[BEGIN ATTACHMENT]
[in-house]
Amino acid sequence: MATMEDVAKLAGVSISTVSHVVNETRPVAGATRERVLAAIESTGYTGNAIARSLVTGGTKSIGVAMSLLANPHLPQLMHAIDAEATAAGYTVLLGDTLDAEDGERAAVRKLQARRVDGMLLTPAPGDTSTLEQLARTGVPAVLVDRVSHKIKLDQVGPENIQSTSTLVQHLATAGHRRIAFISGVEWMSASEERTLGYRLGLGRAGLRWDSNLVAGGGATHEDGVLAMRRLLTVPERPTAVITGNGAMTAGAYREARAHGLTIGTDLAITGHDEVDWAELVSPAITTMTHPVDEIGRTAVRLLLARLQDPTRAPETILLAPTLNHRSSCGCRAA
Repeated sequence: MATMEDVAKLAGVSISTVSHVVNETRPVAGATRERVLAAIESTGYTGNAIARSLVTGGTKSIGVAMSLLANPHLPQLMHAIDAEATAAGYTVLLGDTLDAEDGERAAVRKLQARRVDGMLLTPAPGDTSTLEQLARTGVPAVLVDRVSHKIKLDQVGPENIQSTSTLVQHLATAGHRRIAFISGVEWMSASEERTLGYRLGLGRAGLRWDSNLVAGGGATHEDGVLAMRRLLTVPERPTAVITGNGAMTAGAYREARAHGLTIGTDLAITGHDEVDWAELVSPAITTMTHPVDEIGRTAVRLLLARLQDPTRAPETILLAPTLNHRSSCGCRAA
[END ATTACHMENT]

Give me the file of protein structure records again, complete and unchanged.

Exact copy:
[in-house]
Amino acid sequence: MATMEDVAKLAGVSISTVSHVVNETRPVAGATRERVLAAIESTGYTGNAIARSLVTGGTKSIGVAMSLLANPHLPQLMHAIDAEATAAGYTVLLGDTLDAEDGERAAVRKLQARRVDGMLLTPAPGDTSTLEQLARTGVPAVLVDRVSHKIKLDQVGPENIQSTSTLVQHLATAGHRRIAFISGVEWMSASEERTLGYRLGLGRAGLRWDSNLVAGGGATHEDGVLAMRRLLTVPERPTAVITGNGAMTAGAYREARAHGLTIGTDLAITGHDEVDWAELVSPAITTMTHPVDEIGRTAVRLLLARLQDPTRAPETILLAPTLNHRSSCGCRAA
Repeated sequence: MATMEDVAKLAGVSISTVSHVVNETRPVAGATRERVLAAIESTGYTGNAIARSLVTGGTKSIGVAMSLLANPHLPQLMHAIDAEATAAGYTVLLGDTLDAEDGERAAVRKLQARRVDGMLLTPAPGDTSTLEQLARTGVPAVLVDRVSHKIKLDQVGPENIQSTSTLVQHLATAGHRRIAFISGVEWMSASEERTLGYRLGLGRAGLRWDSNLVAGGGATHEDGVLAMRRLLTVPERPTAVITGNGAMTAGAYREARAHGLTIGTDLAITGHDEVDWAELVSPAITTMTHPVDEIGRTAVRLLLARLQDPTRAPETILLAPTLNHRSSCGCRAA